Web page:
The first time I saw the tree, it was a scrawny sapling. I could clench my entire hand around the skinny trunk. Only the tiniest of green leaves budded from branches that were little more than sticks. Wood planks supported the base of the tree, keeping it upright during summer storms. It seemed this spindly tree had no hope of survival.
My brother's ashes are buried in the cemetery across town. The rich, green grass is too perfect. The tall, lush trees are too uniform. It seems so artificial. There is no hint of life here. I feel only the icy chill of death. Even the foliage cannot cover what this place is for. The endless rows of congruent gravestones disclose the real story. I am looking for my brother's spirit, but I find nothing in this cold, dreary place.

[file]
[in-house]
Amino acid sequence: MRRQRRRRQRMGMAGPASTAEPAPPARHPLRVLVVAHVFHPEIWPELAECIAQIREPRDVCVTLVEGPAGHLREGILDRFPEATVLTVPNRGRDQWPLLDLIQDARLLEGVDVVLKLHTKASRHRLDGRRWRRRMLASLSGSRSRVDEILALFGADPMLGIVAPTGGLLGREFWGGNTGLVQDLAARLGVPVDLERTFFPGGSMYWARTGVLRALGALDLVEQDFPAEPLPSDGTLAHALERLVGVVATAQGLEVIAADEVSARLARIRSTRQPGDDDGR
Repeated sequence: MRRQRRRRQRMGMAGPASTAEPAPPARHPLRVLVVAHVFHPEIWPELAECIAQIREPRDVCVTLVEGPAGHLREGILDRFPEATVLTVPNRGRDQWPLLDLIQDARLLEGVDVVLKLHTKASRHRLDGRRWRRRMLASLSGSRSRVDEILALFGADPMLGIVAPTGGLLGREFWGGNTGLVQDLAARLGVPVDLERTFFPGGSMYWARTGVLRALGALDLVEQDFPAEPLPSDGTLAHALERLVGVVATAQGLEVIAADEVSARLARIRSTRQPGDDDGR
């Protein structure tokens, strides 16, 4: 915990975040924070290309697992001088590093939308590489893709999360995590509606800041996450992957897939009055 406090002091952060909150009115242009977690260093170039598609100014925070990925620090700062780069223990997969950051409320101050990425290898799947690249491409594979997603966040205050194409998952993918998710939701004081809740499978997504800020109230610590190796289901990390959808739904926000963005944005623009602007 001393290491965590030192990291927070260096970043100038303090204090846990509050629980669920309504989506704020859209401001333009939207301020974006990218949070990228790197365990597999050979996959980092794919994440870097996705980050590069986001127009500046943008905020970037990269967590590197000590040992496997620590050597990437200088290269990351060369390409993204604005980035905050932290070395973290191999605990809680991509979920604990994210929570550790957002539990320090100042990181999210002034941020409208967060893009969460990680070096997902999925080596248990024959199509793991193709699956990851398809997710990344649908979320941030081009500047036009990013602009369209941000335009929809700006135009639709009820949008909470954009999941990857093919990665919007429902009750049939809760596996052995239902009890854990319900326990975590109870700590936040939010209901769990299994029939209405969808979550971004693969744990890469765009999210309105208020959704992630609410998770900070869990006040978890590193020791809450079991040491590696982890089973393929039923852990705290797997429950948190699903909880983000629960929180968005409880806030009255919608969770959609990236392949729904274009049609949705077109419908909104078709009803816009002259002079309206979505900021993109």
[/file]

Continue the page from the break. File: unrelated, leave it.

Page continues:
Years later, I return to the park to visit the tree we planted in his memory. To my amazement, the scrawny sapling has flourished into a beautiful dogwood tree. The low branches grow out and slightly upward, as if reaching for a hug. Burgeoning oval leaves blanket the tree in hues of green. Creamy white flowers blossom all about. The sweet, floral scent is abundant on the gentle Spring breeze. I feel warmth, as something touches my heart. There is life within this tree. At last, I have found my brother once more.
Angela C. Orlando
Revised April, 2012